TIME India

Indian Election Favorite Modi Denies Shying Away From Gujarat Riots Issue

Bharatiya Janata Party leader Narendra Modi rides in an open jeep on his way to file nomination papers on April 9, 2014 in Vadodra, India Kevin Frayer—Getty Images

In 2002, more than 1,000 people were killed in sectarian riots that swept the western Indian state of Gujarat, where Narendra Modi was and still is chief minister. Twelve years on, as he bids to become prime minister, the accusations of complicity keep coming

Prime ministerial candidate Narendra Modi has denied keeping quiet over the violent riots that took place in Gujarat in 2002. “I was not silent,” the candidate for the opposition Bharatiya Janata Party (BJP) told Asian News International (ANI) in an April 16 interview. “I have said what I had to say. Now, I am in the people’s court, and I am waiting to hear from them, and their verdict.”

For years, Modi’s rise through India’s political ranks has been shadowed by communal violence that took place during his first year as the chief minister of Gujarat, a post he continues to hold today. In 2002, more than 1,000 people were killed in riots that swept the western Indian state. The majority of the victims were Muslim. Though many have accused Modi, as chief minister, of not doing enough to stop the violence, Indian courts have never found him criminally culpable, and have cleared him of any wrongdoing.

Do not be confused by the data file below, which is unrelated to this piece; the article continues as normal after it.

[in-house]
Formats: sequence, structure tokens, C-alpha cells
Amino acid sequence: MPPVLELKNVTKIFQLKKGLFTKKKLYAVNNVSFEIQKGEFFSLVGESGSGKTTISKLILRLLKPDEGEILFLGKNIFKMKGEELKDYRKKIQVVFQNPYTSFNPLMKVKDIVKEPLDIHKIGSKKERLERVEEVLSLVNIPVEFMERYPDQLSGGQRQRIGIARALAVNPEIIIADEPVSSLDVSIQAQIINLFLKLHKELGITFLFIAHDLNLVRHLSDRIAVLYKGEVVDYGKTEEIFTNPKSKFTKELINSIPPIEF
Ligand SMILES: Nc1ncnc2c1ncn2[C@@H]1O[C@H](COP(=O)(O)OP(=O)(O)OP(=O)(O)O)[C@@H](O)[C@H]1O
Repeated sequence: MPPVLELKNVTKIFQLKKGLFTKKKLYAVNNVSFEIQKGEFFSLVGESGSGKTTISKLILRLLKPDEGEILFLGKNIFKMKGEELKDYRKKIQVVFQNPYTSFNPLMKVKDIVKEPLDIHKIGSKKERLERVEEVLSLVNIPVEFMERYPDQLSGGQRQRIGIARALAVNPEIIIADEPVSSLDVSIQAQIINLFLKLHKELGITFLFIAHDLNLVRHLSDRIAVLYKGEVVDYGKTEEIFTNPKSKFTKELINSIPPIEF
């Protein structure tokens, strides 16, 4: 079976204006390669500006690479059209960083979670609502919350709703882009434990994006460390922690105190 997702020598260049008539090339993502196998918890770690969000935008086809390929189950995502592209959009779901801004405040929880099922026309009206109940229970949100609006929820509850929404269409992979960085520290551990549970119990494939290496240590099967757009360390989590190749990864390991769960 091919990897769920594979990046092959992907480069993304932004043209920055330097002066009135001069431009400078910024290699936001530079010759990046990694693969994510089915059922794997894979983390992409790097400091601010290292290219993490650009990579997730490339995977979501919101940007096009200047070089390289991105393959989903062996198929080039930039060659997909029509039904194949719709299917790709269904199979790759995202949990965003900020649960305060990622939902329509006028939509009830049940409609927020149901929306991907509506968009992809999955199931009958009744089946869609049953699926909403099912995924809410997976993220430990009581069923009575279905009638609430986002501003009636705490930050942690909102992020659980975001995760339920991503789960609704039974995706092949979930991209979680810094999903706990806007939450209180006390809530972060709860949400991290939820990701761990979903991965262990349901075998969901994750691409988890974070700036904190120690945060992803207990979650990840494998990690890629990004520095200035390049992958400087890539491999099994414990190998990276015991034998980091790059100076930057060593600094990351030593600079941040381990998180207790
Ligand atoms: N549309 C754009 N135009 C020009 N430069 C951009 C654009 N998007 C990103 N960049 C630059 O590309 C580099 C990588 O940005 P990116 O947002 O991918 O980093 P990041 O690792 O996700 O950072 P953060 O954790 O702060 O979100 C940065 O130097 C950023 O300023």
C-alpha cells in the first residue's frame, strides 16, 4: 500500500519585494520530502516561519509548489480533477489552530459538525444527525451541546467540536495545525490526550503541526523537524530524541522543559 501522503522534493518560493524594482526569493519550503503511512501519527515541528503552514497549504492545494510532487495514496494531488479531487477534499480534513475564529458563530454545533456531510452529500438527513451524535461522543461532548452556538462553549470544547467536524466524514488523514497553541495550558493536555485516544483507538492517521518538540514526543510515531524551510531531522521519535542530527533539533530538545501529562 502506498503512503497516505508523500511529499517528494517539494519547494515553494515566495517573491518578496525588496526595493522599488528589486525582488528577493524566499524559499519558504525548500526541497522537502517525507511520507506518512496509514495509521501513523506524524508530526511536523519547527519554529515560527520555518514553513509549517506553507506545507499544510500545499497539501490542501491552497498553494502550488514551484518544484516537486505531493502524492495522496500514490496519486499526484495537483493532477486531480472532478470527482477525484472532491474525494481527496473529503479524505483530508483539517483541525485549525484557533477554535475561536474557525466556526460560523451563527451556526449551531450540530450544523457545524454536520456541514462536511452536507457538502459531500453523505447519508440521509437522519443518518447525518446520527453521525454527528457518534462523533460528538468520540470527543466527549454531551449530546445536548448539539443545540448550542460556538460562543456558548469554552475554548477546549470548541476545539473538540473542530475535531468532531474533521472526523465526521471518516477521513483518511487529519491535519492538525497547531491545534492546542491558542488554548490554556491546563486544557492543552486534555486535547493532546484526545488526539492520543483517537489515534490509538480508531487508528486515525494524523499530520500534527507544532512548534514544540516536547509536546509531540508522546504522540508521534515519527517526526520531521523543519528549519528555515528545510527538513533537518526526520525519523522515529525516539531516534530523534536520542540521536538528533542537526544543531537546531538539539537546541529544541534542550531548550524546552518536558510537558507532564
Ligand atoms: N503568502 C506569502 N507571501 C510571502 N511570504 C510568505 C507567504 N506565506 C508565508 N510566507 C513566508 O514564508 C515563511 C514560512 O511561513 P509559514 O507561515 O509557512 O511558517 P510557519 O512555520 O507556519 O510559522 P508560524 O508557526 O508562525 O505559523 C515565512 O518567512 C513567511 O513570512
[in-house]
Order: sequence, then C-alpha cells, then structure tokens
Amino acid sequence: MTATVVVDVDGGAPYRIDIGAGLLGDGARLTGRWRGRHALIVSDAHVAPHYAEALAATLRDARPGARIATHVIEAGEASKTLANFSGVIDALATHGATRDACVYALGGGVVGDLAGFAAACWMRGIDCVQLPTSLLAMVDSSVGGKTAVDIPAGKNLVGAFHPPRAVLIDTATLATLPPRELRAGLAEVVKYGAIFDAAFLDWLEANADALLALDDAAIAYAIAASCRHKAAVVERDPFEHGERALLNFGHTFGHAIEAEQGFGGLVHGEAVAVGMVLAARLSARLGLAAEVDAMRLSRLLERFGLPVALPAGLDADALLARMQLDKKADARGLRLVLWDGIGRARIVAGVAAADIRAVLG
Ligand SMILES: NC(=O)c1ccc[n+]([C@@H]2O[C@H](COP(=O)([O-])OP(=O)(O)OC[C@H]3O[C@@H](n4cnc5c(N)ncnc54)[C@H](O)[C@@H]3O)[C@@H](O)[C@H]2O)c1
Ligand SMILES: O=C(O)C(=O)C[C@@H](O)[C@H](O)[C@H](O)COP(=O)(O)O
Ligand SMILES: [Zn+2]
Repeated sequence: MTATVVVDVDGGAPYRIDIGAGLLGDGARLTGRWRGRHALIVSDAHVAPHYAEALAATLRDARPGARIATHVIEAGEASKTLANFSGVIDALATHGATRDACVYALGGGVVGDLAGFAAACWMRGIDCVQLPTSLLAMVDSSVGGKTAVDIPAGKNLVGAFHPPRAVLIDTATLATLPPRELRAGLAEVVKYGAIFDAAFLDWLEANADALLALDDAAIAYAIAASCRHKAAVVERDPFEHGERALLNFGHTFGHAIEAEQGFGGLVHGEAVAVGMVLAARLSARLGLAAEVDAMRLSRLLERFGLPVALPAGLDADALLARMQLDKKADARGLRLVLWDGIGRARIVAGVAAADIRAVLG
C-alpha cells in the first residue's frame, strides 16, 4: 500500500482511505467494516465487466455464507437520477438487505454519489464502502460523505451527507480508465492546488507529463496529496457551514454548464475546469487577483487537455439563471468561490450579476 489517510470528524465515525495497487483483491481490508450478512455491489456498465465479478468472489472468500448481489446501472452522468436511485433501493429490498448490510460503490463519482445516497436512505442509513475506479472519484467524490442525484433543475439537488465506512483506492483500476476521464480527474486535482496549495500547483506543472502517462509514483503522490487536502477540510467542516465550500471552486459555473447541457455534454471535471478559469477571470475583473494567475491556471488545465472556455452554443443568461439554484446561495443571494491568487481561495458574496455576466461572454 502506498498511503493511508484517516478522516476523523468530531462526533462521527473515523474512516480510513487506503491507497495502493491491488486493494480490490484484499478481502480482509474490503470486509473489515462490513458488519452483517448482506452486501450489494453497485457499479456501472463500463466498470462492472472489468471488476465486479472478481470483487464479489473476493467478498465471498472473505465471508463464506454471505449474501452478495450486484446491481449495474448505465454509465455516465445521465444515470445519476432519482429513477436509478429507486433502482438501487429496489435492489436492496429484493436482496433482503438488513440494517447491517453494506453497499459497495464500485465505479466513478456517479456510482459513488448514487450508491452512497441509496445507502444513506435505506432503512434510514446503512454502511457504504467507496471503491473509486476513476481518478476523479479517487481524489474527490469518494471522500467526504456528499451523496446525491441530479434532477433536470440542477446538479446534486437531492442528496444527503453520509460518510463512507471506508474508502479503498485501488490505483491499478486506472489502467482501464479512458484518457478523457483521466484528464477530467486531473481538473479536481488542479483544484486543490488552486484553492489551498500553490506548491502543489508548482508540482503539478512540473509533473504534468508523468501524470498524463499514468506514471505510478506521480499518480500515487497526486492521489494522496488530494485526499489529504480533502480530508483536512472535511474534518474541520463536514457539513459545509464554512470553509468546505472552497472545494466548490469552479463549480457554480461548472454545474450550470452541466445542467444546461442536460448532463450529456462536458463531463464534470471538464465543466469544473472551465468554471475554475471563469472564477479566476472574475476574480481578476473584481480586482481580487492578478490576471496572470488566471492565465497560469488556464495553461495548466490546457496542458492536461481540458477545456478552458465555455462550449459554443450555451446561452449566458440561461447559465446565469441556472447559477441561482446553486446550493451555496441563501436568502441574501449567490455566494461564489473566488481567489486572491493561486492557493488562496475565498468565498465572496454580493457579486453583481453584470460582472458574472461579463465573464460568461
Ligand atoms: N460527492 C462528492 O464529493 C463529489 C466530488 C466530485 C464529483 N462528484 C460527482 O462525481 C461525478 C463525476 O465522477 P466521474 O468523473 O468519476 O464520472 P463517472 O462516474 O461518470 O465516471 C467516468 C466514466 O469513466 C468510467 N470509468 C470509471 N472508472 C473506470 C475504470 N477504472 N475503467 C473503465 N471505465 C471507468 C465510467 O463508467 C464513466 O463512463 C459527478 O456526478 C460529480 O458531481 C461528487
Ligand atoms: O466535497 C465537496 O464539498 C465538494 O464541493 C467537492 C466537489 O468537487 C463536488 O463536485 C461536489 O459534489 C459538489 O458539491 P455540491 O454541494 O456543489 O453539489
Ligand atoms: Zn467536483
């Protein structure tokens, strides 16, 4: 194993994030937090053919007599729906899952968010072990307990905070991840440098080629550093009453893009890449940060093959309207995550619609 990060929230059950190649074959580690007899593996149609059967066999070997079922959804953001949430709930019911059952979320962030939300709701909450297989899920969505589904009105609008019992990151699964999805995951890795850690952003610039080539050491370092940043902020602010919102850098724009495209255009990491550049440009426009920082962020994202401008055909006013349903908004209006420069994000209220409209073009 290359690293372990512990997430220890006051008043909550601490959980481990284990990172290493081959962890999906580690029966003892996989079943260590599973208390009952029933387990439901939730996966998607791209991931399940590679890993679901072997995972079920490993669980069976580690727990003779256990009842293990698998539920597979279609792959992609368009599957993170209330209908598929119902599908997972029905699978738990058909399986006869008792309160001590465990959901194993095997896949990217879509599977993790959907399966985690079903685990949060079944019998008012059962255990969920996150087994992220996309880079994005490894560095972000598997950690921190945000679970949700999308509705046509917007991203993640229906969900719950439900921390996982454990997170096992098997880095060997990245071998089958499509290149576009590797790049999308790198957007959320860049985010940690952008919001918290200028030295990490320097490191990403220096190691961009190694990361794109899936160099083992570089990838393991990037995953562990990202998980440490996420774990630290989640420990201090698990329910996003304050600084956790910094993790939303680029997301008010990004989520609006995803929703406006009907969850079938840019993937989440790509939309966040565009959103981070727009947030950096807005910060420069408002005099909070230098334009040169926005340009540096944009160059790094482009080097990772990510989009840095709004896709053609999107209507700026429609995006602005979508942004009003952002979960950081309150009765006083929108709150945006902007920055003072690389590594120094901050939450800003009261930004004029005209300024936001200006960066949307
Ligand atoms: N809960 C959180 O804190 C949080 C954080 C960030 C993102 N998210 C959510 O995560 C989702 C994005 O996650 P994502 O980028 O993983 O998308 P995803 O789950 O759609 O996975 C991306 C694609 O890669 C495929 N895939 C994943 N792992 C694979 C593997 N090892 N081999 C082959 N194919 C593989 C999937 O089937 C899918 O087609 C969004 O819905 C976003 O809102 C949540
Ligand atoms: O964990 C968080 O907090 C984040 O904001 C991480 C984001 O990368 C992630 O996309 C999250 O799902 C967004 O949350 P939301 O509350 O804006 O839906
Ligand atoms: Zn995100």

In the dozen years since, Modi’s reputation for effective administration and good economic management have helped put him where he is today: at the helm of the national party that polls suggest will have the strongest performance this election. Many give Modi direct credit for the BJP’s momentum over the past few months. But he continues to face questions about not apologizing for the riots, or to speak during the campaign at greater length about a difficult and polarizing period of India’s recent history. In response to a recent demand from the ruling Congress Party that he apologize, Modi told a local television station that Congress should “account for their own sins first,” according to NDTV.

Modi has said that he was shaken by the violence that took place during his early days in office. In a July interview with Reuters, Modi’s response to whether he regretted the 2002 violence made waves when he compared his feeling for the loss of life to being a passenger when somebody runs over a puppy on the road. “If I’m a chief minister or not, I’m a human being,” he said. “If something bad happens anywhere, it is natural to be sad.”

Modi told ANI this week that he has given up discussing the riots with the media. (In the past, he has walked out of an interview when pressed on the subject.) “I answered every top journalist in the country from 2002-2007, but noticed there was no exercise to understand truth,” he said. He also suggested that the media’s negative attention has, in fact, given his career a boost: “If the media had not worked to malign Modi,” he said, “Then who would known about Modi today?”

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